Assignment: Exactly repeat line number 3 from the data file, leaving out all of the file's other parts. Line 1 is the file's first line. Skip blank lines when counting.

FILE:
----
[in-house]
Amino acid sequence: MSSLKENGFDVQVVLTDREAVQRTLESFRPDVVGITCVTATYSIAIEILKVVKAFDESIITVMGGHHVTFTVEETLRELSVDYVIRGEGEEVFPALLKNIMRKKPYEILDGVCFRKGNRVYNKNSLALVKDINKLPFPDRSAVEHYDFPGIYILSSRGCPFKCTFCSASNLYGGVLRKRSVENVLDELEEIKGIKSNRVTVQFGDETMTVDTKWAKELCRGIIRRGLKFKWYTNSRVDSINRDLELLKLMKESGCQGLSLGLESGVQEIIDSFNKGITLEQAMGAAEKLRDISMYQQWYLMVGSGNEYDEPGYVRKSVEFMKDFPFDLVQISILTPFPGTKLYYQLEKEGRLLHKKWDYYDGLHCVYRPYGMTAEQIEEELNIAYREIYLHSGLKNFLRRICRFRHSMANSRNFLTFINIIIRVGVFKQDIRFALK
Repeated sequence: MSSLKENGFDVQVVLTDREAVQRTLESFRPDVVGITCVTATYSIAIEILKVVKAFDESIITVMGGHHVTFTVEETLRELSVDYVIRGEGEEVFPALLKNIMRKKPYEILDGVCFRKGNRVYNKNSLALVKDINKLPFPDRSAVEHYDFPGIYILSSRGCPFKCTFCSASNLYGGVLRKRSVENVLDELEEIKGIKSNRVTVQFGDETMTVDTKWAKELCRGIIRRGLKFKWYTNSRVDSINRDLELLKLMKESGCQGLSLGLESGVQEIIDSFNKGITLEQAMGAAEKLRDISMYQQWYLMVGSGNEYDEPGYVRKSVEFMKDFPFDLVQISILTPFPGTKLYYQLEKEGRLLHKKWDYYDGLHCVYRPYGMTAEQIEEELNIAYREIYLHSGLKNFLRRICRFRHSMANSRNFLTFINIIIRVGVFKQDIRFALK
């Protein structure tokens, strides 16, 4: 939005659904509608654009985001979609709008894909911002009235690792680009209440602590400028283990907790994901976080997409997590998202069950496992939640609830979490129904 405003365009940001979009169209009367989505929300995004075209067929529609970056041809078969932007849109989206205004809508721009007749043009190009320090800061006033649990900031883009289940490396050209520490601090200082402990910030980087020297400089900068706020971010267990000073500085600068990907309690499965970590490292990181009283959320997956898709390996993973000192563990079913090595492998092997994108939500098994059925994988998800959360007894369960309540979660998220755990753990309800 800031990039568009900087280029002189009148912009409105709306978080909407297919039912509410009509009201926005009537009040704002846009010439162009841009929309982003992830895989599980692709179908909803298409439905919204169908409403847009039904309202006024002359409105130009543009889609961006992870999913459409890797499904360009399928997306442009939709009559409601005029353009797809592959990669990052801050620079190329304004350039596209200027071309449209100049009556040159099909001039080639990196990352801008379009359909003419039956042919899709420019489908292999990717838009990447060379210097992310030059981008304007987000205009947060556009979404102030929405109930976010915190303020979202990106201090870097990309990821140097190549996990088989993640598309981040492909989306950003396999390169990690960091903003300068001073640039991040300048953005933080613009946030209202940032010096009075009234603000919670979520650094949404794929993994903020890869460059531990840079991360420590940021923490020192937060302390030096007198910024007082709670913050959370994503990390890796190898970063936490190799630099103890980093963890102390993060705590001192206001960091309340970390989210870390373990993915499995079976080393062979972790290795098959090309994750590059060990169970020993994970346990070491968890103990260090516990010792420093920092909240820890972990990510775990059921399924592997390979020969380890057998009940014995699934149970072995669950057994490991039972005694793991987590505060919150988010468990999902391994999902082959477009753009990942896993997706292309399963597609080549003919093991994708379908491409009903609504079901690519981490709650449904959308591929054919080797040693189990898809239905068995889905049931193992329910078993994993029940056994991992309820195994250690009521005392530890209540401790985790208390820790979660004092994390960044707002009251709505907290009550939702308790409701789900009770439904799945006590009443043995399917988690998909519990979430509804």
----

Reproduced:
Repeated sequence: MSSLKENGFDVQVVLTDREAVQRTLESFRPDVVGITCVTATYSIAIEILKVVKAFDESIITVMGGHHVTFTVEETLRELSVDYVIRGEGEEVFPALLKNIMRKKPYEILDGVCFRKGNRVYNKNSLALVKDINKLPFPDRSAVEHYDFPGIYILSSRGCPFKCTFCSASNLYGGVLRKRSVENVLDELEEIKGIKSNRVTVQFGDETMTVDTKWAKELCRGIIRRGLKFKWYTNSRVDSINRDLELLKLMKESGCQGLSLGLESGVQEIIDSFNKGITLEQAMGAAEKLRDISMYQQWYLMVGSGNEYDEPGYVRKSVEFMKDFPFDLVQISILTPFPGTKLYYQLEKEGRLLHKKWDYYDGLHCVYRPYGMTAEQIEEELNIAYREIYLHSGLKNFLRRICRFRHSMANSRNFLTFINIIIRVGVFKQDIRFALK